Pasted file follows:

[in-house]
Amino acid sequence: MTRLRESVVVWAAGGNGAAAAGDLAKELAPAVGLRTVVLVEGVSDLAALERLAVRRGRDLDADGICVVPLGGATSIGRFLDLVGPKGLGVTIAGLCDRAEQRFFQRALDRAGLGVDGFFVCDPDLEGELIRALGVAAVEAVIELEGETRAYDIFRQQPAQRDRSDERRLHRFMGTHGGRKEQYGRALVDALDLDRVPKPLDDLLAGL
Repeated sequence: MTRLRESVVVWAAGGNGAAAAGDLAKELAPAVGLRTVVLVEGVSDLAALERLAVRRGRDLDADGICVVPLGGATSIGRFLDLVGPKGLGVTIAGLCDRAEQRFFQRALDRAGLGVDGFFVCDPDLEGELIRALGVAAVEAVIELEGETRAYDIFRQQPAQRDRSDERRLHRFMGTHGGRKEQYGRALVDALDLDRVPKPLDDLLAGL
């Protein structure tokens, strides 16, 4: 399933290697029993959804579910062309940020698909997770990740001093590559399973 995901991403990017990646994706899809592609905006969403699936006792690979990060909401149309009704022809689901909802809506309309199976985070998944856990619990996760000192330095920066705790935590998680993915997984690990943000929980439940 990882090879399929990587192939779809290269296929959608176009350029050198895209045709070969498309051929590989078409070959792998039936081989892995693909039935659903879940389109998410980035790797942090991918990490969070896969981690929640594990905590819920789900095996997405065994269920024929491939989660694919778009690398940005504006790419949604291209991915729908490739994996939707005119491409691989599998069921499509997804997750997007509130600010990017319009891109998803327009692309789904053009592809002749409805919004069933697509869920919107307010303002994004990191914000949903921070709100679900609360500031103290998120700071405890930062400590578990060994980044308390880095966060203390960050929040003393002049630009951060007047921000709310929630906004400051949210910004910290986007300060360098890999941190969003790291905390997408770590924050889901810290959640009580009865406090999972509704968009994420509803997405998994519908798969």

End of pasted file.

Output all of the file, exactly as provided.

[in-house]
Amino acid sequence: MTRLRESVVVWAAGGNGAAAAGDLAKELAPAVGLRTVVLVEGVSDLAALERLAVRRGRDLDADGICVVPLGGATSIGRFLDLVGPKGLGVTIAGLCDRAEQRFFQRALDRAGLGVDGFFVCDPDLEGELIRALGVAAVEAVIELEGETRAYDIFRQQPAQRDRSDERRLHRFMGTHGGRKEQYGRALVDALDLDRVPKPLDDLLAGL
Repeated sequence: MTRLRESVVVWAAGGNGAAAAGDLAKELAPAVGLRTVVLVEGVSDLAALERLAVRRGRDLDADGICVVPLGGATSIGRFLDLVGPKGLGVTIAGLCDRAEQRFFQRALDRAGLGVDGFFVCDPDLEGELIRALGVAAVEAVIELEGETRAYDIFRQQPAQRDRSDERRLHRFMGTHGGRKEQYGRALVDALDLDRVPKPLDDLLAGL
């Protein structure tokens, strides 16, 4: 399933290697029993959804579910062309940020698909997770990740001093590559399973 995901991403990017990646994706899809592609905006969403699936006792690979990060909401149309009704022809689901909802809506309309199976985070998944856990619990996760000192330095920066705790935590998680993915997984690990943000929980439940 990882090879399929990587192939779809290269296929959608176009350029050198895209045709070969498309051929590989078409070959792998039936081989892995693909039935659903879940389109998410980035790797942090991918990490969070896969981690929640594990905590819920789900095996997405065994269920024929491939989660694919778009690398940005504006790419949604291209991915729908490739994996939707005119491409691989599998069921499509997804997750997007509130600010990017319009891109998803327009692309789904053009592809002749409805919004069933697509869920919107307010303002994004990191914000949903921070709100679900609360500031103290998120700071405890930062400590578990060994980044308390880095966060203390960050929040003393002049630009951060007047921000709310929630906004400051949210910004910290986007300060360098890999941190969003790291905390997408770590924050889901810290959640009580009865406090999972509704968009994420509803997405998994519908798969």